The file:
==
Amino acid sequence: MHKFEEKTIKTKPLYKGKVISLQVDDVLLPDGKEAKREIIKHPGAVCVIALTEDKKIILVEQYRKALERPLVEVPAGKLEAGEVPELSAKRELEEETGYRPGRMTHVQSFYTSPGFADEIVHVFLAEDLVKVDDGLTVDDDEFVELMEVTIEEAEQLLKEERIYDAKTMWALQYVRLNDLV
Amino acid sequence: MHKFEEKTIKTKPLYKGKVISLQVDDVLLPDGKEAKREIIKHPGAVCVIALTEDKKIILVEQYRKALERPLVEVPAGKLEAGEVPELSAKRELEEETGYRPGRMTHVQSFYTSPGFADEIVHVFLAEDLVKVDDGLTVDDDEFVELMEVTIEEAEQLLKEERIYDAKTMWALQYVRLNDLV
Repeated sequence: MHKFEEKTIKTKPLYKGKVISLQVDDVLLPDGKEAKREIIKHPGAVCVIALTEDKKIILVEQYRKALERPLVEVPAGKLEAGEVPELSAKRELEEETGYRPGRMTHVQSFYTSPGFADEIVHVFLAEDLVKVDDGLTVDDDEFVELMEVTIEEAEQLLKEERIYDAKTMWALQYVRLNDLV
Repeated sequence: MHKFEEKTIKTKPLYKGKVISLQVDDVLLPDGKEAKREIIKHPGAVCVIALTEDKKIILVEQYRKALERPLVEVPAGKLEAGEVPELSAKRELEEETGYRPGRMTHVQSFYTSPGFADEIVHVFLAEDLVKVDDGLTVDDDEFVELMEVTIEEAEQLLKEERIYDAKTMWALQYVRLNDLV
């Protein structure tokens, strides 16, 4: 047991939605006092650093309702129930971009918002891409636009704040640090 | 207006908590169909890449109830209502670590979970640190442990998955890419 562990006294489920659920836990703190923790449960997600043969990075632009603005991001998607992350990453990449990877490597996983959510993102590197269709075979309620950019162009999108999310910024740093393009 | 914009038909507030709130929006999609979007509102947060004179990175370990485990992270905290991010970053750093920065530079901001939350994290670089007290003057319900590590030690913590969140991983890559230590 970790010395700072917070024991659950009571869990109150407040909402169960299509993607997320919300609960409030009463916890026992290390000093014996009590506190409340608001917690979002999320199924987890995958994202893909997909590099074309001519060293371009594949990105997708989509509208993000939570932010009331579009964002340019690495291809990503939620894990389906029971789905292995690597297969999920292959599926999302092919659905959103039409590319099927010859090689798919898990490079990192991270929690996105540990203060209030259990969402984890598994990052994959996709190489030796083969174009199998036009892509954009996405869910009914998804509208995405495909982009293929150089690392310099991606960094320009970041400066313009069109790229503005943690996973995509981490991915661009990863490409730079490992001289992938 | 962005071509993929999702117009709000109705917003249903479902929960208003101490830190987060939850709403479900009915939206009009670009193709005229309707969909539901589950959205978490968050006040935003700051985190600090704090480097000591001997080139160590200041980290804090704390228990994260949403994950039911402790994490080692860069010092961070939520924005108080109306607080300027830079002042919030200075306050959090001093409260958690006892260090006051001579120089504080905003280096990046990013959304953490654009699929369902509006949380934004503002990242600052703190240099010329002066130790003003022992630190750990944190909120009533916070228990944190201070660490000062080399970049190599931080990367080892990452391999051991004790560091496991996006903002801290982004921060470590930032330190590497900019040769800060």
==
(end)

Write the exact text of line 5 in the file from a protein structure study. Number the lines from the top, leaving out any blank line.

């Protein structure tokens, strides 16, 4: 047991939605006092650093309702129930971009918002891409636009704040640090 | 207006908590169909890449109830209502670590979970640190442990998955890419 562990006294489920659920836990703190923790449960997600043969990075632009603005991001998607992350990453990449990877490597996983959510993102590197269709075979309620950019162009999108999310910024740093393009 | 914009038909507030709130929006999609979007509102947060004179990175370990485990992270905290991010970053750093920065530079901001939350994290670089007290003057319900590590030690913590969140991983890559230590 970790010395700072917070024991659950009571869990109150407040909402169960299509993607997320919300609960409030009463916890026992290390000093014996009590506190409340608001917690979002999320199924987890995958994202893909997909590099074309001519060293371009594949990105997708989509509208993000939570932010009331579009964002340019690495291809990503939620894990389906029971789905292995690597297969999920292959599926999302092919659905959103039409590319099927010859090689798919898990490079990192991270929690996105540990203060209030259990969402984890598994990052994959996709190489030796083969174009199998036009892509954009996405869910009914998804509208995405495909982009293929150089690392310099991606960094320009970041400066313009069109790229503005943690996973995509981490991915661009990863490409730079490992001289992938 | 962005071509993929999702117009709000109705917003249903479902929960208003101490830190987060939850709403479900009915939206009009670009193709005229309707969909539901589950959205978490968050006040935003700051985190600090704090480097000591001997080139160590200041980290804090704390228990994260949403994950039911402790994490080692860069010092961070939520924005108080109306607080300027830079002042919030200075306050959090001093409260958690006892260090006051001579120089504080905003280096990046990013959304953490654009699929369902509006949380934004503002990242600052703190240099010329002066130790003003022992630190750990944190909120009533916070228990944190201070660490000062080399970049190599931080990367080892990452391999051991004790560091496991996006903002801290982004921060470590930032330190590497900019040769800060």